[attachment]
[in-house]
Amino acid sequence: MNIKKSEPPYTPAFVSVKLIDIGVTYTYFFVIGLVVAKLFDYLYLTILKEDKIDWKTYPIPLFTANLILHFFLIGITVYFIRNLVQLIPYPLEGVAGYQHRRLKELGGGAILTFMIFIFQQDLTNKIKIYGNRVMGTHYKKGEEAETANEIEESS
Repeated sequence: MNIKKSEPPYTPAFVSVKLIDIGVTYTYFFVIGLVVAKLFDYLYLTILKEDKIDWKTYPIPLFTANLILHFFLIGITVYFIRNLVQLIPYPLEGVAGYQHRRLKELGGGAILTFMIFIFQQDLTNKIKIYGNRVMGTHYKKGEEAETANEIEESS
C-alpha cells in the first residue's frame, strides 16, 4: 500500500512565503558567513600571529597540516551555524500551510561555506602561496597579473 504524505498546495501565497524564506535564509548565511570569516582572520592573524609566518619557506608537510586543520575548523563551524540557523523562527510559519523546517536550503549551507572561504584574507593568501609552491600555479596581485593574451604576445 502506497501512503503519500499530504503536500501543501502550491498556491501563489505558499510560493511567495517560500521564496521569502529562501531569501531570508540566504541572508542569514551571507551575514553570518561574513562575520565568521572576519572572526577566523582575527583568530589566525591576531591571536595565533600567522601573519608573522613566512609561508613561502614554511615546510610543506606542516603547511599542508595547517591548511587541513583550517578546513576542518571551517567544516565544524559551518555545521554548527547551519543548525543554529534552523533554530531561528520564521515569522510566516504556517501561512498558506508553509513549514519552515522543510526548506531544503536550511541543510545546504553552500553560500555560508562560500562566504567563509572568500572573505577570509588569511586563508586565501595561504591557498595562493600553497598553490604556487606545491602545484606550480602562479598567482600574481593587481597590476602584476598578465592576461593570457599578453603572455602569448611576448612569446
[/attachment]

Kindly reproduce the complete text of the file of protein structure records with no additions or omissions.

[in-house]
Amino acid sequence: MNIKKSEPPYTPAFVSVKLIDIGVTYTYFFVIGLVVAKLFDYLYLTILKEDKIDWKTYPIPLFTANLILHFFLIGITVYFIRNLVQLIPYPLEGVAGYQHRRLKELGGGAILTFMIFIFQQDLTNKIKIYGNRVMGTHYKKGEEAETANEIEESS
Repeated sequence: MNIKKSEPPYTPAFVSVKLIDIGVTYTYFFVIGLVVAKLFDYLYLTILKEDKIDWKTYPIPLFTANLILHFFLIGITVYFIRNLVQLIPYPLEGVAGYQHRRLKELGGGAILTFMIFIFQQDLTNKIKIYGNRVMGTHYKKGEEAETANEIEESS
C-alpha cells in the first residue's frame, strides 16, 4: 500500500512565503558567513600571529597540516551555524500551510561555506602561496597579473 504524505498546495501565497524564506535564509548565511570569516582572520592573524609566518619557506608537510586543520575548523563551524540557523523562527510559519523546517536550503549551507572561504584574507593568501609552491600555479596581485593574451604576445 502506497501512503503519500499530504503536500501543501502550491498556491501563489505558499510560493511567495517560500521564496521569502529562501531569501531570508540566504541572508542569514551571507551575514553570518561574513562575520565568521572576519572572526577566523582575527583568530589566525591576531591571536595565533600567522601573519608573522613566512609561508613561502614554511615546510610543506606542516603547511599542508595547517591548511587541513583550517578546513576542518571551517567544516565544524559551518555545521554548527547551519543548525543554529534552523533554530531561528520564521515569522510566516504556517501561512498558506508553509513549514519552515522543510526548506531544503536550511541543510545546504553552500553560500555560508562560500562566504567563509572568500572573505577570509588569511586563508586565501595561504591557498595562493600553497598553490604556487606545491602545484606550480602562479598567482600574481593587481597590476602584476598578465592576461593570457599578453603572455602569448611576448612569446